Navy Receives Marine Mammal Requirements for Training Exercises


NOAA Fisheries has announced final regulations requiring the United States Navy to implement protective measures during training and testing activities in the Atlantic Ocean and Gulf of Mexico to reduce effects on marine mammals.

The Navy requested an authorization under the Marine Mammal Protection Act, because the sound generated by active sonar, the sound and pressure generated by detonating explosives, and other associated activities could affect the behavior of some marine mammals, or cause a temporary loss of their hearing sensitivity or other injury.

The Navy’s current authorization expires in January 2014. The purpose of the Navy training and testing is to ensure the readiness of naval forces. Under the MMPA, this new authorization is limited to 5 years, and expires in November 2018.

NOAA Fisheries recently made a final determination that the effects of these Navy operations would have a negligible impact on the overall species or stocks involved. Based on that final determination, NOAA Fisheries is requiring that the Navy use mitigation measures and, if properly followed, expects the exercises will not to result in serious injury or death to a large number of marine mammals.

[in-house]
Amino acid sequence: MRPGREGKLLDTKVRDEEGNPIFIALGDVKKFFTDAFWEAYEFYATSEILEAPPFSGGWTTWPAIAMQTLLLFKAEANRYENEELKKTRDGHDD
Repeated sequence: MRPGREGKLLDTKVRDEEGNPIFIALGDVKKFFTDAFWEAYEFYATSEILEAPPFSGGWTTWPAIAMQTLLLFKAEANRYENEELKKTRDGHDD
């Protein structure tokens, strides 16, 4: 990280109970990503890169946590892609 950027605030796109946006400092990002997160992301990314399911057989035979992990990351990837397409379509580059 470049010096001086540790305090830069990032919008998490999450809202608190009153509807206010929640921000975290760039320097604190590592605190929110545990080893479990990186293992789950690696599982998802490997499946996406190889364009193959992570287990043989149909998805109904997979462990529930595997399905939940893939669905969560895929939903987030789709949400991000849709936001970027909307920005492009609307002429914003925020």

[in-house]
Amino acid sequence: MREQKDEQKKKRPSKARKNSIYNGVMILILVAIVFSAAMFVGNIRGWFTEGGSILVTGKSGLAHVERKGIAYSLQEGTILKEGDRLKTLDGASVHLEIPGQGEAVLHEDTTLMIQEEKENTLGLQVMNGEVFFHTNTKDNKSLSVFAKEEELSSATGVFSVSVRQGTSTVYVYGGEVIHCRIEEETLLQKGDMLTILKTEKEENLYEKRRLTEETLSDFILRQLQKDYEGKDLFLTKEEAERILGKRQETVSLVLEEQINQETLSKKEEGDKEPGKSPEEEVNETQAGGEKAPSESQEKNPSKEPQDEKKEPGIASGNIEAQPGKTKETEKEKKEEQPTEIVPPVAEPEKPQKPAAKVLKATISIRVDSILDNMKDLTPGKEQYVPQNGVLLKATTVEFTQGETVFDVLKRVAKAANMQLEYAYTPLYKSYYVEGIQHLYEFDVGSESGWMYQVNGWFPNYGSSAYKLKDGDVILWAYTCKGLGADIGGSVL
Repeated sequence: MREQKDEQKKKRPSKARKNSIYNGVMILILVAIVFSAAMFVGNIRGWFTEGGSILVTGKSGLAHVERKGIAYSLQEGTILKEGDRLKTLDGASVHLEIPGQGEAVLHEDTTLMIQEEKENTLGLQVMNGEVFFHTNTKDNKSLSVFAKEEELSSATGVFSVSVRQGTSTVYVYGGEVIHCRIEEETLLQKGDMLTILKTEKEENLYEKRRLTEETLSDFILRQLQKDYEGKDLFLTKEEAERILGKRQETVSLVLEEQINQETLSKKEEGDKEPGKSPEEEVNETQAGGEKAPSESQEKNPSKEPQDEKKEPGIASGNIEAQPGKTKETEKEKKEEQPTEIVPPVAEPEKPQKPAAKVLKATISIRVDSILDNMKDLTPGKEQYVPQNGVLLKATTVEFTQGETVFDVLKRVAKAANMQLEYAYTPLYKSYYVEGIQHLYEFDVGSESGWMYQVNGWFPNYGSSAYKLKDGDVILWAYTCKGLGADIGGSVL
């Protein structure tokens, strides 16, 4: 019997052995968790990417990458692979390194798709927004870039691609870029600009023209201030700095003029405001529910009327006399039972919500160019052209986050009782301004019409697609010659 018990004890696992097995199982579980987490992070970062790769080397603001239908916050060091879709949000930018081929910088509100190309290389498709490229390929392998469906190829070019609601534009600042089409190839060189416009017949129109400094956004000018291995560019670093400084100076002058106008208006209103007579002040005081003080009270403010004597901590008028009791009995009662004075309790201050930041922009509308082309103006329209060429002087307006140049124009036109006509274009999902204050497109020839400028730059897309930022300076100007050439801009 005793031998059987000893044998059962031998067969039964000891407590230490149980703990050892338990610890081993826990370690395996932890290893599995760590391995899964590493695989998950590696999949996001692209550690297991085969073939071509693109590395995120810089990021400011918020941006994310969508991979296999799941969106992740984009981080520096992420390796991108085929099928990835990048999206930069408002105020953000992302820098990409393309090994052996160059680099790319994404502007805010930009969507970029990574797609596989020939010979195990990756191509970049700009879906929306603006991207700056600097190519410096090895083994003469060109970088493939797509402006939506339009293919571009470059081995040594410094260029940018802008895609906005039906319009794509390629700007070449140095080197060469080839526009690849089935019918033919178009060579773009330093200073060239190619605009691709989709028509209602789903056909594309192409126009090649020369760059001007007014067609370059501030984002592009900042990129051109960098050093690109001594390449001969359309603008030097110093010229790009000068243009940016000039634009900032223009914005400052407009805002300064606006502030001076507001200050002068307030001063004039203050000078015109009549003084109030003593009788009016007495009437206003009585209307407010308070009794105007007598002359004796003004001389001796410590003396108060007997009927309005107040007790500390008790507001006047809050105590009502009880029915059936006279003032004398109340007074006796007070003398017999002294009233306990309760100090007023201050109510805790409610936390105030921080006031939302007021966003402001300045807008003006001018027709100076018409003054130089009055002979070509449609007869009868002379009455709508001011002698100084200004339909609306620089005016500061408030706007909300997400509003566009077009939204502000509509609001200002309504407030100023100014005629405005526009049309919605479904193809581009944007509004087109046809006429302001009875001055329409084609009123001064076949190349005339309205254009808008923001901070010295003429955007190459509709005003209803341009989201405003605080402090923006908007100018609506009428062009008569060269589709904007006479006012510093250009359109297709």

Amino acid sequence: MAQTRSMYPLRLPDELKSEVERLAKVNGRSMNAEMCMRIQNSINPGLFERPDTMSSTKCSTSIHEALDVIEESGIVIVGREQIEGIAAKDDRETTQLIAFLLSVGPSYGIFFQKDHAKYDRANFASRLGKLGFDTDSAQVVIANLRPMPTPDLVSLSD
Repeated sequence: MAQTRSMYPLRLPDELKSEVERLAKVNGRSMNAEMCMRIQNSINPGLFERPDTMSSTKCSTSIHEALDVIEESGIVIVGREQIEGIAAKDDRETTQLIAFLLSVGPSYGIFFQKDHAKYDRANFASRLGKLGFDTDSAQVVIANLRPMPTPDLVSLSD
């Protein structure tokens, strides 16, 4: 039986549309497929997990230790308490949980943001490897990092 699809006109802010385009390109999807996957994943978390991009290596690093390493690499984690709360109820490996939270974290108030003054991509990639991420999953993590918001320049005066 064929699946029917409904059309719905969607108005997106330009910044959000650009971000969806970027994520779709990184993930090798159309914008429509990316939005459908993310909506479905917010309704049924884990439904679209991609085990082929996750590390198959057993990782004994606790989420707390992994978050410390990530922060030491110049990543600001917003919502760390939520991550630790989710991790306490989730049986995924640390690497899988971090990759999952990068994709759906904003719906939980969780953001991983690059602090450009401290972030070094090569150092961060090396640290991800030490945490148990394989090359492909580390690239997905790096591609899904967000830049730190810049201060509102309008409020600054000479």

Exposure to sonar and explosives in certain circumstances has been associated with the stranding of some marine mammals, and some injury or death may occur despite the best efforts of the Navy. Therefore, the final rule allows for a small number of incidental injuries to marine mammals from sonar, as well as vessel strikes and explosions.

Under the authorization, the Navy will use the following mitigation measures to minimize effects on marine mammals, including:

  • establishing marine mammal mitigation zones around each vessel using sonar;
  • using Navy observers to shut down sonar operations if marine mammals are seen within designated mitigation zones;
  • using mitigation zones to ensure that explosives are not detonated when animals are detected within a certain distance;
  • implementing a stranding response plan that includes a training shutdown provision in certain circumstances, and allows for the Navy to contribute in-kind services to NOAA Fisheries if the agency has to conduct a stranding response and investigation; and,
  • using specific mitigation measures at certain times to reduce effects on North Atlantic right whales.